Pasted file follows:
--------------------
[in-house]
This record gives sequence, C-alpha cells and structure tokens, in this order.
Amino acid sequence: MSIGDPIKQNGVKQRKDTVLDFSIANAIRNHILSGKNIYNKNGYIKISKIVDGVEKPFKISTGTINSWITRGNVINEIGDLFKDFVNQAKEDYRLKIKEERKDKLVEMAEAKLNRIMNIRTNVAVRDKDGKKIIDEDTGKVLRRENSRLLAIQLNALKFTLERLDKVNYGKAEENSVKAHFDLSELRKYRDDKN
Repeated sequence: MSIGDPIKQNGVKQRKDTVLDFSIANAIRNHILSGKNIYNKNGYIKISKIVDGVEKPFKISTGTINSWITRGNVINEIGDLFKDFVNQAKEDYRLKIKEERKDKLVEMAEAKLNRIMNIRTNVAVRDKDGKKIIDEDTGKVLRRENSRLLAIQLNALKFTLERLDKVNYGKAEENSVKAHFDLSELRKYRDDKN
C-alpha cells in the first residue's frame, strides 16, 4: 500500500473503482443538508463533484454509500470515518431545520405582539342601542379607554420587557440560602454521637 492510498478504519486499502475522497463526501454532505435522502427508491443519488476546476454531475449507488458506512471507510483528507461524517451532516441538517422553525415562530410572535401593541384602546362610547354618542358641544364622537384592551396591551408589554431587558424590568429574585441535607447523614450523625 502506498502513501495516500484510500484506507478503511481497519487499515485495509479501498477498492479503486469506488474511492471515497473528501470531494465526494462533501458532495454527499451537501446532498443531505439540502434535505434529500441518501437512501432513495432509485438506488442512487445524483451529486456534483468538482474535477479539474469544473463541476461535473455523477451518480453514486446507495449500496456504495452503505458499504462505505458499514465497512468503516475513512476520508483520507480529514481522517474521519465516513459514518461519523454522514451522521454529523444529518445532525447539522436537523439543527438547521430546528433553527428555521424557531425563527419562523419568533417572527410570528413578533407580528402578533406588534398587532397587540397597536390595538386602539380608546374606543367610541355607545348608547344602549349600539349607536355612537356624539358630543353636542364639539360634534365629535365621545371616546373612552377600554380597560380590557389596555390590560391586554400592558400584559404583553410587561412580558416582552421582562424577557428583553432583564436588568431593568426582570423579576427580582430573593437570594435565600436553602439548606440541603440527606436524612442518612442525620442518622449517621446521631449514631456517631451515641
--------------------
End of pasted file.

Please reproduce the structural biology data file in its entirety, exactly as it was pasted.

[in-house]
This record gives sequence, C-alpha cells and structure tokens, in this order.
Amino acid sequence: MSIGDPIKQNGVKQRKDTVLDFSIANAIRNHILSGKNIYNKNGYIKISKIVDGVEKPFKISTGTINSWITRGNVINEIGDLFKDFVNQAKEDYRLKIKEERKDKLVEMAEAKLNRIMNIRTNVAVRDKDGKKIIDEDTGKVLRRENSRLLAIQLNALKFTLERLDKVNYGKAEENSVKAHFDLSELRKYRDDKN
Repeated sequence: MSIGDPIKQNGVKQRKDTVLDFSIANAIRNHILSGKNIYNKNGYIKISKIVDGVEKPFKISTGTINSWITRGNVINEIGDLFKDFVNQAKEDYRLKIKEERKDKLVEMAEAKLNRIMNIRTNVAVRDKDGKKIIDEDTGKVLRRENSRLLAIQLNALKFTLERLDKVNYGKAEENSVKAHFDLSELRKYRDDKN
C-alpha cells in the first residue's frame, strides 16, 4: 500500500473503482443538508463533484454509500470515518431545520405582539342601542379607554420587557440560602454521637 492510498478504519486499502475522497463526501454532505435522502427508491443519488476546476454531475449507488458506512471507510483528507461524517451532516441538517422553525415562530410572535401593541384602546362610547354618542358641544364622537384592551396591551408589554431587558424590568429574585441535607447523614450523625 502506498502513501495516500484510500484506507478503511481497519487499515485495509479501498477498492479503486469506488474511492471515497473528501470531494465526494462533501458532495454527499451537501446532498443531505439540502434535505434529500441518501437512501432513495432509485438506488442512487445524483451529486456534483468538482474535477479539474469544473463541476461535473455523477451518480453514486446507495449500496456504495452503505458499504462505505458499514465497512468503516475513512476520508483520507480529514481522517474521519465516513459514518461519523454522514451522521454529523444529518445532525447539522436537523439543527438547521430546528433553527428555521424557531425563527419562523419568533417572527410570528413578533407580528402578533406588534398587532397587540397597536390595538386602539380608546374606543367610541355607545348608547344602549349600539349607536355612537356624539358630543353636542364639539360634534365629535365621545371616546373612552377600554380597560380590557389596555390590560391586554400592558400584559404583553410587561412580558416582552421582562424577557428583553432583564436588568431593568426582570423579576427580582430573593437570594435565600436553602439548606440541603440527606436524612442518612442525620442518622449517621446521631449514631456517631451515641